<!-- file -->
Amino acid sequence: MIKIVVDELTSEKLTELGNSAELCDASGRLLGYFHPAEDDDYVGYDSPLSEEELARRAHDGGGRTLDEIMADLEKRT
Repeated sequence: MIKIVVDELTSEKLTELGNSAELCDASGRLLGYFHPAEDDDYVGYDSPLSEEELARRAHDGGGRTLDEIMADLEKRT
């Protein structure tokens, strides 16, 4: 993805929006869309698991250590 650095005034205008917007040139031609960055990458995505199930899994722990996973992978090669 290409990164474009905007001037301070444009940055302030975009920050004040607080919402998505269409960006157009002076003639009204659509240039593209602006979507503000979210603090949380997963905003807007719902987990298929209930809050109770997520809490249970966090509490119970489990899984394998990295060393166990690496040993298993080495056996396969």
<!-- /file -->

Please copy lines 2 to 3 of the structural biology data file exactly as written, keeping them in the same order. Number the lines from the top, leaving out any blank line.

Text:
Repeated sequence: MIKIVVDELTSEKLTELGNSAELCDASGRLLGYFHPAEDDDYVGYDSPLSEEELARRAHDGGGRTLDEIMADLEKRT
């Protein structure tokens, strides 16, 4: 993805929006869309698991250590 650095005034205008917007040139031609960055990458995505199930899994722990996973992978090669 290409990164474009905007001037301070444009940055302030975009920050004040607080919402998505269409960006157009002076003639009204659509240039593209602006979507503000979210603090949380997963905003807007719902987990298929209930809050109770997520809490249970966090509490119970489990899984394998990295060393166990690496040993298993080495056996396969």